As the General Election creeps ever closer, the Centre for Women & Democracy is preparing three projects for the election period.
Firstly, we will be looking at how women fare at the polls. Will there really be more women candidates, and will more of them actually be elected? We could be heading for a record number of women MPs, but we could also be looking at some disappointing outcomes. And what will women's experience of the campaign be? Will they be more or less visible than before, and will there be a diversity of visible women, or will they all be white (and middle-aged)?
This piece of work will be particularly important because it will feed into the next stage of assessing the outcomes of the recent Speaker's Conference report. They have said that we will need to consider quotas if there is not an increase in women MPs. But what level of increase will we consider acceptable, and will it tally with the views of the new parliament? This project will give campaigning and other groups (as well as MPs) the information on which to base their views in the debate to come.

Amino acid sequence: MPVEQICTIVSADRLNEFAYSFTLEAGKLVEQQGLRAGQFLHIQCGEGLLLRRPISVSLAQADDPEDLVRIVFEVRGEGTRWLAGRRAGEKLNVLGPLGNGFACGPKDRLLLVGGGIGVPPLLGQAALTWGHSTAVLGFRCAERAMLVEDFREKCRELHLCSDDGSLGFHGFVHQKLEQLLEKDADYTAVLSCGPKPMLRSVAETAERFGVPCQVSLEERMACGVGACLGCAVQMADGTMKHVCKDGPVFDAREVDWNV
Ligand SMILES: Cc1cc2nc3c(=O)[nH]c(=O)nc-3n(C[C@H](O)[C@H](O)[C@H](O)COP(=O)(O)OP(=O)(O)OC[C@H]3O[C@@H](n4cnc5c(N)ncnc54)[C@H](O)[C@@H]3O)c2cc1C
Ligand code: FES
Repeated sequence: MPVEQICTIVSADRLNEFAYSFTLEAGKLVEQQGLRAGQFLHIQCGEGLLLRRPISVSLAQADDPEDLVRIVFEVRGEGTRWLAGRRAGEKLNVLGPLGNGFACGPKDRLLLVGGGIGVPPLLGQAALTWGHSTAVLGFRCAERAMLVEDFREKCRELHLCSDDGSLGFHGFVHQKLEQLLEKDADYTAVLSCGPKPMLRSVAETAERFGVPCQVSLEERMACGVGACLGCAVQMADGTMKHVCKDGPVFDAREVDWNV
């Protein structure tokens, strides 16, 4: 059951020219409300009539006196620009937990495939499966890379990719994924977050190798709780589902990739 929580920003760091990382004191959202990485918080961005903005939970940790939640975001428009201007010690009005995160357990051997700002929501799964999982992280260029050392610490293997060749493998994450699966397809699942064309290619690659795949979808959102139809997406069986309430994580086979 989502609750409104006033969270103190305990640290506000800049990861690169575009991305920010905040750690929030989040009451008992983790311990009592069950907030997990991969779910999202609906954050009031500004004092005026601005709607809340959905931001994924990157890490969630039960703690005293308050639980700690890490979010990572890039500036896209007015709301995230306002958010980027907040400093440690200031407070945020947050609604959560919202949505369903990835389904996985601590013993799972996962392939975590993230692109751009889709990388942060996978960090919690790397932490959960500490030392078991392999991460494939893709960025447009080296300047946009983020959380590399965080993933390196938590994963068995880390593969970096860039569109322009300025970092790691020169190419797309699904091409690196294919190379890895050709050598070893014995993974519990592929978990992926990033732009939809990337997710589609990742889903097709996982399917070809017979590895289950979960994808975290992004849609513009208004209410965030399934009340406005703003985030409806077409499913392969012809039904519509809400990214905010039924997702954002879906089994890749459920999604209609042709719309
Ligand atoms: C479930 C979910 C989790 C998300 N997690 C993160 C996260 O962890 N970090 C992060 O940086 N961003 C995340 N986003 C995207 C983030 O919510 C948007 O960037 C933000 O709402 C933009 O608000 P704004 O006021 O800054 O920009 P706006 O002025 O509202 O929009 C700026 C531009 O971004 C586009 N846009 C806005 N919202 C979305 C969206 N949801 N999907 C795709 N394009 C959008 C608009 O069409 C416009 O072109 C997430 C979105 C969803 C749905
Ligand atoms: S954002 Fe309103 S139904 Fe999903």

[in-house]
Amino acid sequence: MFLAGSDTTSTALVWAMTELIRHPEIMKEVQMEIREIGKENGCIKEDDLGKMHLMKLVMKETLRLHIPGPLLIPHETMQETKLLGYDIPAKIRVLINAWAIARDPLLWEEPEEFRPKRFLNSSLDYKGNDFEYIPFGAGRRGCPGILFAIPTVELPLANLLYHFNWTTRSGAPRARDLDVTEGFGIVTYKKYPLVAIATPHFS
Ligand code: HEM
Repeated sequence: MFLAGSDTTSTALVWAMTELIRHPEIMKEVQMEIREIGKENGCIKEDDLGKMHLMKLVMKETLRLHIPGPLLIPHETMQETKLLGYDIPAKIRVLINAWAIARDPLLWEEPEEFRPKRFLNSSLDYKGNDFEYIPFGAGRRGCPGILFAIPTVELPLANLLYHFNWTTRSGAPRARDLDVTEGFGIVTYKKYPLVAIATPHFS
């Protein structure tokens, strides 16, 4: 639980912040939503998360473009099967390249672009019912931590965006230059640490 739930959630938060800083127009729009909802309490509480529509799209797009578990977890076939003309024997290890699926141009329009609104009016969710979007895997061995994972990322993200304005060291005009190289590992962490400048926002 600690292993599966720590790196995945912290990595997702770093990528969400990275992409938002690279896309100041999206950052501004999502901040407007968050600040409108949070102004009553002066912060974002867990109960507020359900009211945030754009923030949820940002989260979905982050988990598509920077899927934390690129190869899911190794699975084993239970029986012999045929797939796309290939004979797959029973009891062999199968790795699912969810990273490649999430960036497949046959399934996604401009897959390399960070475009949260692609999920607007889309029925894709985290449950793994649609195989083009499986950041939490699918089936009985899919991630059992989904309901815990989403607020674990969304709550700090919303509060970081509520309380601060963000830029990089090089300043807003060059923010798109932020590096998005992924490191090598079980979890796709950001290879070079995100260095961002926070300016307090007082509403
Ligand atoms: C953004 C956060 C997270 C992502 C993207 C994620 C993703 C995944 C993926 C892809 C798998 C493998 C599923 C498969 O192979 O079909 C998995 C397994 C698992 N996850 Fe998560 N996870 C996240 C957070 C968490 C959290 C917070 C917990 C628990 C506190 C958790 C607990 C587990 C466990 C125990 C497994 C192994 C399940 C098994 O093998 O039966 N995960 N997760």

Our second project is looking at how digital campaigning affects women - in particular women campaigners. The blogoshere is notoriously male, with only a few brave women of all parties making it into any prominence, and many of them being effectively ignored by the male-dominated hierarchy. Twitter did not exist in 2005, and other social networking media were in their infancy. Now, it is believed that 18 million people in the UK read blogs. If women's voices are absent, how will they be heard? Does this matter, or are we actually heading for an election in which some of the most marginalised groups in politics will become even more marginalised as a result of the nature and culoture of one of the key campaigning tools.
There will be a considerable amount of interest in and work on digital campaigning in this election - so far none of it is looking at the impact of it on women. This research will look at it in some detail, and will form the basis of further work after the election.
Our third project will look at women's political participation in specific communities, or sections of communities - young white working class women, older South Asian women, women in eastern European communities and black women in particular (though we may add more if possible). All of these groups are under-represented at all levels of politics, and all have a great deal to offer. What would make (or allow) them to engage, and what will their expectations and experience of the election be?
If you would like to know more about any of these projects, or if you can help with funding, please contact us at firstname.lastname@example.org